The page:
King Andrew Jackson
King Andrew Jackson President Andrew Jackson may have had common man beginnings, but he turned his life into that of a king. Jackson quickly became a powerful man and was eager to use his influence. Jackson embarked on a wild life that included running large plantations, entrenching the spoils system in American politics, and using executive action more than any prior president. Andrew Jackson took control of his life at a young age. He became an attorney by the age of 17 and quickly won over enough support to earn a public office position. Andrew found away into public office as a young man.
He put his military prestige to good use, and many people were eager to follow him. In the early 1800’s Jackson purchased a large amount of land, he then hired many slaves to help clear it and turn it into an enormous plantation. While Andrew was president, he possessed more than 150 slaves. This alone takes away Jackson’s status as a common man, he had more in common with Virginian royalty than with any backwoods frontiersman. Once Jackson became president, his kinglike actions became even more apparent. Although the spoils system had been used before in the United States, no prior president had used it to the extent with which Jackson did.
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The idea of a spoils system is to replace politicians from another political party with one from the same party as you. This sounds like a great idea as long as the newly appointed individuals are qualified for the job. However, President Jackson regularly appointed people that had no experience or training in the field where Andrew placed them. In fact this led to great unrest in congress; any legislation that Jackson didn’t like, was either shot down by being out voted by his supporters or he himself vetoed it. President Andrew Jackson used executive action and his veto powers more than any other commander-in-chief of his time.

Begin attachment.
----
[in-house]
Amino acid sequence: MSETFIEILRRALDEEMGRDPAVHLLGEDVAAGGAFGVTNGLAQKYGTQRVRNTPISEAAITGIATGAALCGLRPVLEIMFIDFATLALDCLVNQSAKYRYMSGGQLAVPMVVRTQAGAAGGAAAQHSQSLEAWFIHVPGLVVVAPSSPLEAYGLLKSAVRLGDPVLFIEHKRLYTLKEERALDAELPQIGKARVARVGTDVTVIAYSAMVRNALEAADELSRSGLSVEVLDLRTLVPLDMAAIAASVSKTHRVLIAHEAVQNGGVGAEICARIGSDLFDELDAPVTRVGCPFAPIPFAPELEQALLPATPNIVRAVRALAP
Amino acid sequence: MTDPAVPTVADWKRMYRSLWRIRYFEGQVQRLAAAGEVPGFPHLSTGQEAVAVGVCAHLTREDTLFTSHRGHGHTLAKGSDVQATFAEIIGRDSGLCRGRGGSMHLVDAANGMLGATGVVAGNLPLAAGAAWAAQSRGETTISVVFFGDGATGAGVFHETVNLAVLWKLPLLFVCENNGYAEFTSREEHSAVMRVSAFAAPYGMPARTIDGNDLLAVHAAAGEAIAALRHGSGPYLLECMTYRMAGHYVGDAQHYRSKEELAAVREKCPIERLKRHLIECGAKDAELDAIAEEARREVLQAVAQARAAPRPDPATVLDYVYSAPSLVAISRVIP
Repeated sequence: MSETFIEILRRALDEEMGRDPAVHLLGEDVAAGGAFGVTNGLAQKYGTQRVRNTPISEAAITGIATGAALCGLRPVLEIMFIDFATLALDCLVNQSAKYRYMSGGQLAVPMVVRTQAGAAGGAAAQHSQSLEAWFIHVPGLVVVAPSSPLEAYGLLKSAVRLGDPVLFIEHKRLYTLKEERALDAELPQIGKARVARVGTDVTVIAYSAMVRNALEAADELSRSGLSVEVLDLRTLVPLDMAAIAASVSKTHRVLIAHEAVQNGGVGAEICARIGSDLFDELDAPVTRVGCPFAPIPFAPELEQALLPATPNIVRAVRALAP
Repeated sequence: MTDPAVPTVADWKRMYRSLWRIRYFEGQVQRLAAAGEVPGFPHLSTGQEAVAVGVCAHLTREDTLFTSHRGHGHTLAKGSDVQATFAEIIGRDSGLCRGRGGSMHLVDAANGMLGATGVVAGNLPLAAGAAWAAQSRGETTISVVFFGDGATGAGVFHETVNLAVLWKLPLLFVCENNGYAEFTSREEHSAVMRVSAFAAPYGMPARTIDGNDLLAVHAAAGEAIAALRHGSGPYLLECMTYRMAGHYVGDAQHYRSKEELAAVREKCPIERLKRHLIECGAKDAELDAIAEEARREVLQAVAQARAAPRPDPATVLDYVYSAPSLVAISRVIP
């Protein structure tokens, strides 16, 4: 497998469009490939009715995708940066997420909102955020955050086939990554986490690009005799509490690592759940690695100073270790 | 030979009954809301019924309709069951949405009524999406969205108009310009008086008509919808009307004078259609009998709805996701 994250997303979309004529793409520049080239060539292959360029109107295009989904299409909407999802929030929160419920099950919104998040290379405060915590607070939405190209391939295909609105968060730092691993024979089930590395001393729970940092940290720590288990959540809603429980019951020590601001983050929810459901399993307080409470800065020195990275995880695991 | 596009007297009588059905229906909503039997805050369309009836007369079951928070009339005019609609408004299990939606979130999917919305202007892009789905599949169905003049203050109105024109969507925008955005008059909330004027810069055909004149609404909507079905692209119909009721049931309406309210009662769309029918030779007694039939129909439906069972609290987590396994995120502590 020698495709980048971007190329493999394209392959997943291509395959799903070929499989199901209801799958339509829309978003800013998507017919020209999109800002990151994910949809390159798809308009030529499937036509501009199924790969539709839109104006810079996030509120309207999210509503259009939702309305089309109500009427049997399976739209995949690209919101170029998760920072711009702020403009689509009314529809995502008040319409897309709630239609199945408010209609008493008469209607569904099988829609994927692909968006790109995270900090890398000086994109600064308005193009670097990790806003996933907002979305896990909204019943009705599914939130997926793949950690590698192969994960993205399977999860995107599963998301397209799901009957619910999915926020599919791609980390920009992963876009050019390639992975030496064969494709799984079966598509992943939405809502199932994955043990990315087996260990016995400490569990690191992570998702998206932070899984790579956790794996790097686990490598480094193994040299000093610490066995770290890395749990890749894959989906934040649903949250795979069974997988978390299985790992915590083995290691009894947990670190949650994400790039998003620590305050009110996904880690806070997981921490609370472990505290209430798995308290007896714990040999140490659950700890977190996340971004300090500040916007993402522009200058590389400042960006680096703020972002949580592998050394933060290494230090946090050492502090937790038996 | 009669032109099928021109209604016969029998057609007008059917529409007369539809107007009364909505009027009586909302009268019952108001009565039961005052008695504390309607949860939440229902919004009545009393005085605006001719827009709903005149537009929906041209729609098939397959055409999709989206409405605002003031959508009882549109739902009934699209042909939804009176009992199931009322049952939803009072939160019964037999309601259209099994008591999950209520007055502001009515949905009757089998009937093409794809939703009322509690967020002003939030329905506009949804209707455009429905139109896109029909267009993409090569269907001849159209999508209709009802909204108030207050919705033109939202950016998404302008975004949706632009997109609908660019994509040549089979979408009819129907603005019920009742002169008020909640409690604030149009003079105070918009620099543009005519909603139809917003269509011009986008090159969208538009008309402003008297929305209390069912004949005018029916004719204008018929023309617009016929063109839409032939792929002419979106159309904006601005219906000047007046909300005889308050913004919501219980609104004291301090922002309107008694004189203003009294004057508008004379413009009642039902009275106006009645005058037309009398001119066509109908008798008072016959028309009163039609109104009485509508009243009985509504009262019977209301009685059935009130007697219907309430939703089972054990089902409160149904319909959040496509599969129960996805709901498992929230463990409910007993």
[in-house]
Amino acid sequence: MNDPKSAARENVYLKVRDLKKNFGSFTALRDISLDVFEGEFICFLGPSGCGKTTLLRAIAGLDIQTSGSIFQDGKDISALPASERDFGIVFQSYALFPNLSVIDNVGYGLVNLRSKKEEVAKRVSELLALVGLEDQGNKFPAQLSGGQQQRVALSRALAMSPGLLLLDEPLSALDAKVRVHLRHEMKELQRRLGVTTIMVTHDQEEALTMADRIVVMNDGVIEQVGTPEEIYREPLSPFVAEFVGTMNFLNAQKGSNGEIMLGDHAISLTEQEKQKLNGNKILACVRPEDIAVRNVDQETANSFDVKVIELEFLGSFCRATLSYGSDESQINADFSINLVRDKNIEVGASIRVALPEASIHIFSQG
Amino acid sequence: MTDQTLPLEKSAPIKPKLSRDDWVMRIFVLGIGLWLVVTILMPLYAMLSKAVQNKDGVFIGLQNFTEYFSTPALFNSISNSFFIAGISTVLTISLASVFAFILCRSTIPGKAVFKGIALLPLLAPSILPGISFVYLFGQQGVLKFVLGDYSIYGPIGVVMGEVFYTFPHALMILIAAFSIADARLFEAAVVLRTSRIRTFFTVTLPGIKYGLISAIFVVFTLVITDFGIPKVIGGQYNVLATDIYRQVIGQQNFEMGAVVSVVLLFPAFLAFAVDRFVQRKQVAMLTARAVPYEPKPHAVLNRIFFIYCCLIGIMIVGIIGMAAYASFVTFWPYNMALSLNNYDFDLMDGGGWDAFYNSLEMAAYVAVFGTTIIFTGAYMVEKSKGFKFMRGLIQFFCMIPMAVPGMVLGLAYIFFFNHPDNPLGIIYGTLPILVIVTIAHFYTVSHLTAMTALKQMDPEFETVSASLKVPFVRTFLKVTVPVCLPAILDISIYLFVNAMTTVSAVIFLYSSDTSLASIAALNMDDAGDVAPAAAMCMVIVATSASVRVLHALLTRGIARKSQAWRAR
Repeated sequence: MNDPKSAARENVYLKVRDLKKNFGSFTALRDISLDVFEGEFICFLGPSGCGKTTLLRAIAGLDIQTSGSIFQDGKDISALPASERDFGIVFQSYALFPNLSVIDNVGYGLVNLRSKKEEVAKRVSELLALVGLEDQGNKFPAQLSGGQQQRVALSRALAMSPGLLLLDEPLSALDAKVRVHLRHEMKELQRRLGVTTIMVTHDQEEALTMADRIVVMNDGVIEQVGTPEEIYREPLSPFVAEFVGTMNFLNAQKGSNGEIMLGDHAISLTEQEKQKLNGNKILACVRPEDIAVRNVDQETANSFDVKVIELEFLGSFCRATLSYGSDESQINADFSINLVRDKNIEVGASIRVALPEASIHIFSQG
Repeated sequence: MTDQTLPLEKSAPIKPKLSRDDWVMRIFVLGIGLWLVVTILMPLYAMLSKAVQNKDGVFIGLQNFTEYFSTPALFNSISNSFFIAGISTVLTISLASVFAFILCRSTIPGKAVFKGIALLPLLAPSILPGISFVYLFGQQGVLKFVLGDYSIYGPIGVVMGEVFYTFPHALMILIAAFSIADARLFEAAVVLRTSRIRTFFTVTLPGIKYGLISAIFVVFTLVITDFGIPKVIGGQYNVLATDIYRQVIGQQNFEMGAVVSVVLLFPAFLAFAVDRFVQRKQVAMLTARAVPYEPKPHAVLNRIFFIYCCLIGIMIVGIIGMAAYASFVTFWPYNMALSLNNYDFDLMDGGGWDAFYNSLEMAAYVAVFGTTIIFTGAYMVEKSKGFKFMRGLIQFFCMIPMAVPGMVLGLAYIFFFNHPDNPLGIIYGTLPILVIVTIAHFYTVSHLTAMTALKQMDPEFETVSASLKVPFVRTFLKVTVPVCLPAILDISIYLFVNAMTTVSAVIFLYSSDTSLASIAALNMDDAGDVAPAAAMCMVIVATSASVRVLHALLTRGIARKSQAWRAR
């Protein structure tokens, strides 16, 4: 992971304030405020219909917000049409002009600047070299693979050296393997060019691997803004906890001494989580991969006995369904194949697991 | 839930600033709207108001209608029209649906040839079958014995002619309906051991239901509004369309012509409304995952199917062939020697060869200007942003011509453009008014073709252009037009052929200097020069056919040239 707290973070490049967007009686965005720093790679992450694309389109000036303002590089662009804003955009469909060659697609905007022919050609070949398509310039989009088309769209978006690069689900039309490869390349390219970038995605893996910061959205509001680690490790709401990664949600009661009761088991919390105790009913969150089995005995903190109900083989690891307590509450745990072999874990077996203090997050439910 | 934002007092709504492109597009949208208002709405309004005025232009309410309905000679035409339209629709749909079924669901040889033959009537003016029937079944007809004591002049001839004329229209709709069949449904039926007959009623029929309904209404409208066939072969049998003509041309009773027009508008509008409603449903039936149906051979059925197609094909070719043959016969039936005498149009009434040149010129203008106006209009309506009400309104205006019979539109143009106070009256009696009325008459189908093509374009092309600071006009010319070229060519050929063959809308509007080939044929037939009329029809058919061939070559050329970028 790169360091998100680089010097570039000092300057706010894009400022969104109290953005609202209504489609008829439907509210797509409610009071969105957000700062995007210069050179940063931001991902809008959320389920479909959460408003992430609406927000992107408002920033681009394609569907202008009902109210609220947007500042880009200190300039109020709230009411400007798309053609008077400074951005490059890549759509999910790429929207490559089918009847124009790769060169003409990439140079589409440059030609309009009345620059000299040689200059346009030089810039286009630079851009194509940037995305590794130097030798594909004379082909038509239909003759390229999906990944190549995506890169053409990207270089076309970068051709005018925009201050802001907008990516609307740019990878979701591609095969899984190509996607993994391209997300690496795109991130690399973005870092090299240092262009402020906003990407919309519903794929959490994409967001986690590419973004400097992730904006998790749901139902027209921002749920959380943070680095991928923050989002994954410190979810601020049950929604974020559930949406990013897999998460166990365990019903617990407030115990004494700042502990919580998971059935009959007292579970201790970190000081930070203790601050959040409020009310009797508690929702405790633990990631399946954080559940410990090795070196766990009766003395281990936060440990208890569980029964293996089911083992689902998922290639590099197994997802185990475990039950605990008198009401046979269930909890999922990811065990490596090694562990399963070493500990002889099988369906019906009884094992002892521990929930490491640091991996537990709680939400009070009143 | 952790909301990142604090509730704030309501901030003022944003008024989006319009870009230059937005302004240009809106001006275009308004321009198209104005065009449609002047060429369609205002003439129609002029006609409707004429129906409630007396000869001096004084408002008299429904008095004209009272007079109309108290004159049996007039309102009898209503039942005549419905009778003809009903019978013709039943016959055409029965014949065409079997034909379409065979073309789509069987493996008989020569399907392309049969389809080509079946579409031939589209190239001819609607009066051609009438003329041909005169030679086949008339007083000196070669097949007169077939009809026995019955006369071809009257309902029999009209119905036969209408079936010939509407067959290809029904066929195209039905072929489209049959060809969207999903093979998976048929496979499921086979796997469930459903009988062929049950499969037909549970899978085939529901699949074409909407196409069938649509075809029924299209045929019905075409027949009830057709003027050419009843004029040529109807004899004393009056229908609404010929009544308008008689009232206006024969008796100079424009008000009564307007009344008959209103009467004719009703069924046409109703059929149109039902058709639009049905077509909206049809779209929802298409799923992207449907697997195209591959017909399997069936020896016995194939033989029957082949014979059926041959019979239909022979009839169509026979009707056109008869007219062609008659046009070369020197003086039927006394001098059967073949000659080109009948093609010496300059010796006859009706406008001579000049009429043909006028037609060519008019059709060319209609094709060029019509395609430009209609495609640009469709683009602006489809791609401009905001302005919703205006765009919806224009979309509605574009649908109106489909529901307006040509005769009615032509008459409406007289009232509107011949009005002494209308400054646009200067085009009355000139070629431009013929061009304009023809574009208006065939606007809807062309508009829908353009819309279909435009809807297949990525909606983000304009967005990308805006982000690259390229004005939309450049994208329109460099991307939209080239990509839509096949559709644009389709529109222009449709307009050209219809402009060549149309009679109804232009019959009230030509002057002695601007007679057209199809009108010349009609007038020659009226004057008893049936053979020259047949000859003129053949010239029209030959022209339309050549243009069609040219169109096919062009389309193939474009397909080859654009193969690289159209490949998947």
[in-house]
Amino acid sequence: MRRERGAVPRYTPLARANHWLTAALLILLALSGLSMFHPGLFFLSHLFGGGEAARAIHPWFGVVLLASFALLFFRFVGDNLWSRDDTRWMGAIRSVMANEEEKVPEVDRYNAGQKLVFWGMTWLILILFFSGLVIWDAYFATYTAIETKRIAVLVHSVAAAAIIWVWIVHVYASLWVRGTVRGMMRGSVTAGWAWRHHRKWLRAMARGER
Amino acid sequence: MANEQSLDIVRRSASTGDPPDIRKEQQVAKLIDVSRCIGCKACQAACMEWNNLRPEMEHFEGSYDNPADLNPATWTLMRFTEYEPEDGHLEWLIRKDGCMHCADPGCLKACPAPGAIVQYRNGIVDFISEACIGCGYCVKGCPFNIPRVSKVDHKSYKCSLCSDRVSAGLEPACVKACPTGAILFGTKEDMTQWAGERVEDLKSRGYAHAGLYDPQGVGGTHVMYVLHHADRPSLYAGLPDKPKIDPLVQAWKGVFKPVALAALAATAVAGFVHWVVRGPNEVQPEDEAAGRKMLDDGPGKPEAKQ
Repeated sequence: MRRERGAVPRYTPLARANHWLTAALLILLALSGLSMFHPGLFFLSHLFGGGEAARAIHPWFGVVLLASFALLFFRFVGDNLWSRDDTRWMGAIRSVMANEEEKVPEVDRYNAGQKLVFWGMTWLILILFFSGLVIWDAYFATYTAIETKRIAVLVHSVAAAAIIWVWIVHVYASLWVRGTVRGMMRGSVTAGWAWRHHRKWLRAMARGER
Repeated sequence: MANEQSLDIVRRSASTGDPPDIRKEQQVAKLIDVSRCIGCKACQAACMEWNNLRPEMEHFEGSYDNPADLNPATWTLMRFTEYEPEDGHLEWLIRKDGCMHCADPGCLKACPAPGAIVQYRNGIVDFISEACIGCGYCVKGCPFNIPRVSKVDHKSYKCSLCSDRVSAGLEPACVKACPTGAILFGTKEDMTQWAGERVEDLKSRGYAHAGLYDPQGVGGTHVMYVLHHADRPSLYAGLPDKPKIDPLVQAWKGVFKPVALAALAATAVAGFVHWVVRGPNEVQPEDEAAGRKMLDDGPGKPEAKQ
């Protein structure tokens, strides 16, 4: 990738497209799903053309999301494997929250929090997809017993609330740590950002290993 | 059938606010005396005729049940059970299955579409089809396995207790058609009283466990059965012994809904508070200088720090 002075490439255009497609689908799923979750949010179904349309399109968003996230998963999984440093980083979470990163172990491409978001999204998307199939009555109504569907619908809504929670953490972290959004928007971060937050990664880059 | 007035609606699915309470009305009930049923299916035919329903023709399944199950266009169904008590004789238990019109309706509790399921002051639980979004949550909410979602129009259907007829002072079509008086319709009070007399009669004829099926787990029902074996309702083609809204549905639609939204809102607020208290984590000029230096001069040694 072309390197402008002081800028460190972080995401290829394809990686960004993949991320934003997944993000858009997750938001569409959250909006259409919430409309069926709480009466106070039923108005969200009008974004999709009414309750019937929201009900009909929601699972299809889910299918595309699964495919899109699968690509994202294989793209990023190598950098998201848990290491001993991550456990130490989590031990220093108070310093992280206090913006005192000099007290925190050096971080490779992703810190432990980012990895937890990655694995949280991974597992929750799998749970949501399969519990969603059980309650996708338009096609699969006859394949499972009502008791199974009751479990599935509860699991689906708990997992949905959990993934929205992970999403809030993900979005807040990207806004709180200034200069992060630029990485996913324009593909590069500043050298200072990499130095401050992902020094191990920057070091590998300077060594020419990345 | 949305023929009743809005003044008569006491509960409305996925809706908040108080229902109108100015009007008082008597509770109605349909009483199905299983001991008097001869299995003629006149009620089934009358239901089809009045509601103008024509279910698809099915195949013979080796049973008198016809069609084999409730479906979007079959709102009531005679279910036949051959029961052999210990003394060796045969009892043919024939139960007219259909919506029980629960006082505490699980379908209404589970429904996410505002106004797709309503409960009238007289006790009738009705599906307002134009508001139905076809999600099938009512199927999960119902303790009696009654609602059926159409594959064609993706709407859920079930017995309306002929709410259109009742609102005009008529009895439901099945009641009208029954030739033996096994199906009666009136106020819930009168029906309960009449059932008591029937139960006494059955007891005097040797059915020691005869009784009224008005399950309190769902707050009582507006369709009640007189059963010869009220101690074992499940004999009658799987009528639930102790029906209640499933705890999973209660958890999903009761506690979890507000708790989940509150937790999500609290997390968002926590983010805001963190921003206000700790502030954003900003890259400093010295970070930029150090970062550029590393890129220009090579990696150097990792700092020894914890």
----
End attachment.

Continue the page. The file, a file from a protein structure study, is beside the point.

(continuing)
He rarely waited for Congress’ decisions, and when he did, he would listen to one of his appointed officials. There are many examples of this throughout Andrew’s two terms. Two of the more prominent examples of this are his decisions involving The 2nd National Bank and the Indian Removal Acts. In both cases he refused to follow his contemporaries’ advice and disputed all of their views. In fact, many believe his motivation for the Indian Removal Act was from his military experience fighting them. Andrew did what he wanted whenever he felt it was appropriate, without congress’ consent.
To conclude, President Andrew Jackson bears the nickname of “King Andrew” much better than “Champion of the Common Man. ” He was a military hero, a very wealthy, slave owning plantation owner, and a controlling President of the United States of America. That does not exactly compare to a resume of a common man that would include being a poor backwoods farmer, whose military experience did not surpass what they had to do in order to protect their farms. Jackson lived and ruled like a king, more so than even he would have like to admit.